Is anyone going to try the Stellate Ganglion Block procedure?

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Read Cort's post at HR about a clinic in Alaska having good results treating the symptoms of two Long Covid patients with a Stellate Ganglion Block procedure. And looking through the PR forums, it doesn't seem like many people have tried it, and even then just with an expectation that it might alleviate pain.

It's a tiny sample size, and I have no idea how reputable the clinic is (although they get good reviews on Google). But given that it seems like a fairly straightforward procedure with few complications or side effects, I was curious if anyone here was planning on experimenting with it.
 
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Read Cort's post at HR about a clinic in Alaska having good results treating the symptoms of two Long Covid patients with a Stellate Ganglion Block procedure. And looking through the PR forums, it doesn't seem like many people have tried it, and even then just with an expectation that it might alleviate pain.

It's a tiny sample size, and I have no idea how reputable the clinic is (although they get good reviews on Goodle). But given that it seems like a fairly straightforward procedure with few complications or side effects, I was curious if anyone here was planning on experimenting with it.
We have a woman in the discord who went, but she never came back so either she died or got healthy 😅

Now we got a few people interested in it, let's hope they have success 🙌🏼
 

Sushi

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Jyoti

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I have been crossing paths with this procedure regularly over the last few weeks....almost like it is following me and calling: try me, try me! I am curious and attempting to find out as much as I can before a meeting with a pain doctor later in the month. I had scheduled that for another issue, but will seize the moment, if I can, to ask questions and feel him out.

A good friend of mine is an avid and excellent researcher and got pretty excited about this prospect. He dug up a few interesting bits in the last day or so that I wanted to share. Might not be of interest to any but those who are seriously contemplating this intervention.

From:
Neuroanatomy, Stellate Ganglion
Mayank Mehrotra; Vamsi Reddy; Paramvir Singh.
https://www.ncbi.nlm.nih.gov/books/NBK539807

/
Approaches to a stellate ganglion block[5][6]:

Multiple approaches have been used to block the stellate ganglion and include the use of ultrasound, MRI, and/or plain fluoroscopic guidance.

  • Surface landmark technique - (using the C6 anterior approach)
The patient is in the supine position with the head in a slight extension. The head is turned towards the opposite side, away from where the block is to be performed. The cricoid cartilage is palpated to ascertain the C6 level. At the C6 level, we palpate for the C6 transverse process, which is also known as the Chassaignac tubercle. In most individuals, the tubercle is 3 to 4 cm cephalad to the sternoclavicular joint at the medial border of the sternocleidomastoid. The needle is advanced in the anteroposterior direction until it hits the tubercle. The needle is withdrawn about 2mm to come out of the longus colli muscle. A test dose of about 1 mL is administered after negative suction, then subsequently administer 8 to 10 mL of local anesthetic administration.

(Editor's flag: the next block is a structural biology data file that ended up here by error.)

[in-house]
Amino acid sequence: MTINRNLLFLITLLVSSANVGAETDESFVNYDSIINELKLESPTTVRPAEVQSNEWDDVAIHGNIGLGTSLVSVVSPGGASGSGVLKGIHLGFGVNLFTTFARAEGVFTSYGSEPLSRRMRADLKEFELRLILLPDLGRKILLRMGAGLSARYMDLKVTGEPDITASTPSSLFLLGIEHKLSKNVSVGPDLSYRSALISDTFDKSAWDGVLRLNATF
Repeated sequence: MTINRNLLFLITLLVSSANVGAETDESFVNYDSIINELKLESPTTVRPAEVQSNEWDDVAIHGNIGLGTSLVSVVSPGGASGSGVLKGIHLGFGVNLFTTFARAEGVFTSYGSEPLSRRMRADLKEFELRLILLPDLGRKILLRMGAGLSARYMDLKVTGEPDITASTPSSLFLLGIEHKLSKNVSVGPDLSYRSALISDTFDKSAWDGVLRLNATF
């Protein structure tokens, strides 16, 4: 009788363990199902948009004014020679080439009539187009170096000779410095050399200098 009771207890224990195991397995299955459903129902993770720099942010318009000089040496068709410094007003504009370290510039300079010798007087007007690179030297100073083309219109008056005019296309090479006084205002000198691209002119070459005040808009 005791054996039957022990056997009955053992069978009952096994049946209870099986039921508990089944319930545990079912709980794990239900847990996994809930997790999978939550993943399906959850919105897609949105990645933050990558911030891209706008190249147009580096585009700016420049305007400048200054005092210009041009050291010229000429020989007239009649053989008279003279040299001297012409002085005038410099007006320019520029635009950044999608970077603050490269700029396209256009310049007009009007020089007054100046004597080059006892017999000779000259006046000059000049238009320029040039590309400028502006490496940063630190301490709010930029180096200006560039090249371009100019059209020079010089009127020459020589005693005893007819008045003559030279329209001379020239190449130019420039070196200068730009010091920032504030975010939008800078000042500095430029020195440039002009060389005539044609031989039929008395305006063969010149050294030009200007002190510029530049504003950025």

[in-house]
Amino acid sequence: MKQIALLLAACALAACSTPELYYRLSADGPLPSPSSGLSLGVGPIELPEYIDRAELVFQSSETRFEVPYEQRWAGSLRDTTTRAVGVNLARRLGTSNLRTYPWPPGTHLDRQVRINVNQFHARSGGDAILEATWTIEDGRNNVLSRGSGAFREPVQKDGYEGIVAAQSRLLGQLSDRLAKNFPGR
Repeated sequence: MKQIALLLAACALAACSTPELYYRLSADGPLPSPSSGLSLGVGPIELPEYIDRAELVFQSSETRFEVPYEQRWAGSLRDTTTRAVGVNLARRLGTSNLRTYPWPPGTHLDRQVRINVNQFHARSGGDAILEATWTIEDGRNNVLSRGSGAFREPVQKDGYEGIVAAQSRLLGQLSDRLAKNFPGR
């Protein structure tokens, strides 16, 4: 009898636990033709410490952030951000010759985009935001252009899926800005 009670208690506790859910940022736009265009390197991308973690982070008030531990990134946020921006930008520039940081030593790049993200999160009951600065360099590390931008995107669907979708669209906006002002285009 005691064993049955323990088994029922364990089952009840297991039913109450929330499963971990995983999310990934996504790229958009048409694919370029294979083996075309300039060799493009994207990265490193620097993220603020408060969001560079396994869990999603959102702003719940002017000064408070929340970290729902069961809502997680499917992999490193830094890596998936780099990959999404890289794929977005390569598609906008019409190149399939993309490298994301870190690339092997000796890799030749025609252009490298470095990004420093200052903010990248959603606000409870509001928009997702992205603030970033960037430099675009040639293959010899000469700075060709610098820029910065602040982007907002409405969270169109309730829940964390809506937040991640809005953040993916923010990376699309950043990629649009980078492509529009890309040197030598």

• Fluoroscopy-guided technique
This technique offers the advantages of providing better bony delineation. It also involves the administration of contrast, which assures that the needle tip is in the appropriate fascial plane. If a striated appearance shows on the administration of the contrast media, it means that the needle tip is probably intramuscular. Immediate dissipation of the dye indicates that the needle tip is intravascular in position.

  • Ultrasound-guided C6 transverse approach
The carotid sheath and the sternocleidomastoid muscles are retracted laterally with the help of the ultrasound transducer. Gentle pressure is applied to reduce the distance between the skin and the tubercle. Needle insertion is towards the Chassaignac tubercle. After contacting the tubercle, the needle is withdrawn about 1 to 2 mm to bring it in the area of the prevertebral fascia. After negative aspiration, the local anesthetic (approximately 2 mL) is injected, and the spread is carefully visualized with the use of the ultrasound. Once the visualization confirms subfascial drug deposition, the clinician can administer the remainder of the local anesthetic.

  • Ultrasound-guided C7 anterior approach
This method carries a slightly higher risk of pneumothorax and vertebral artery injury. However, it provides a much more consistent blockade as the needle lies closer to the ganglion. A smaller volume of local anesthetic can bring about a more consistent block with this technique. It is particularly useful in cases of failed blocks at the C6 level. The C7 approach always needs imaging as the C7 vertebrae have a vestigial tubercle which is not readily palpable.
Also, given that some steroid is often used in the injection, I thought I would try icing the general vicinity on both sides during a crash I had today and while we all know that it could be a one-off, the crash lifted slowly, gently and pretty thoroughly after 30 minutes of icing.


1640992978556.png


And if you are still reading and interested is seeing how it is done under ultrasound, this is a refreshingly wryly narrated video:
 
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